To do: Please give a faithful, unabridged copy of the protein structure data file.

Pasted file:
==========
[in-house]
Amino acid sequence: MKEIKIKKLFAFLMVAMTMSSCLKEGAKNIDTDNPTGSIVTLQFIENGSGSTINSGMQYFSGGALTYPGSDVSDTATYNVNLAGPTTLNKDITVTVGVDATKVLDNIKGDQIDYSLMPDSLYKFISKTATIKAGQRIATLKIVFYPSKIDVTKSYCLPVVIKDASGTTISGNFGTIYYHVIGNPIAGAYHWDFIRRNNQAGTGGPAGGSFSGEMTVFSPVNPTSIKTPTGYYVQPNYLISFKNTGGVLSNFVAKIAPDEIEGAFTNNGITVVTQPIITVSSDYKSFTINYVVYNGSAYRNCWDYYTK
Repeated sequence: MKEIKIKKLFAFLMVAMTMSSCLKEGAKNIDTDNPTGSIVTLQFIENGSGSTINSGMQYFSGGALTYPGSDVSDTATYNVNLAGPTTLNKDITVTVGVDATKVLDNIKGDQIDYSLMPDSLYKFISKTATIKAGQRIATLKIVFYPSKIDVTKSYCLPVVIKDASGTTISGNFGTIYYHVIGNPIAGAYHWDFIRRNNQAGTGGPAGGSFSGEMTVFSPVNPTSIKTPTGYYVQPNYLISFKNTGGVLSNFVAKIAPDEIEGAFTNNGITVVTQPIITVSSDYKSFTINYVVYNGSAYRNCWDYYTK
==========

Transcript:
[in-house]
Amino acid sequence: MKEIKIKKLFAFLMVAMTMSSCLKEGAKNIDTDNPTGSIVTLQFIENGSGSTINSGMQYFSGGALTYPGSDVSDTATYNVNLAGPTTLNKDITVTVGVDATKVLDNIKGDQIDYSLMPDSLYKFISKTATIKAGQRIATLKIVFYPSKIDVTKSYCLPVVIKDASGTTISGNFGTIYYHVIGNPIAGAYHWDFIRRNNQAGTGGPAGGSFSGEMTVFSPVNPTSIKTPTGYYVQPNYLISFKNTGGVLSNFVAKIAPDEIEGAFTNNGITVVTQPIITVSSDYKSFTINYVVYNGSAYRNCWDYYTK
Repeated sequence: MKEIKIKKLFAFLMVAMTMSSCLKEGAKNIDTDNPTGSIVTLQFIENGSGSTINSGMQYFSGGALTYPGSDVSDTATYNVNLAGPTTLNKDITVTVGVDATKVLDNIKGDQIDYSLMPDSLYKFISKTATIKAGQRIATLKIVFYPSKIDVTKSYCLPVVIKDASGTTISGNFGTIYYHVIGNPIAGAYHWDFIRRNNQAGTGGPAGGSFSGEMTVFSPVNPTSIKTPTGYYVQPNYLISFKNTGGVLSNFVAKIAPDEIEGAFTNNGITVVTQPIITVSSDYKSFTINYVVYNGSAYRNCWDYYTK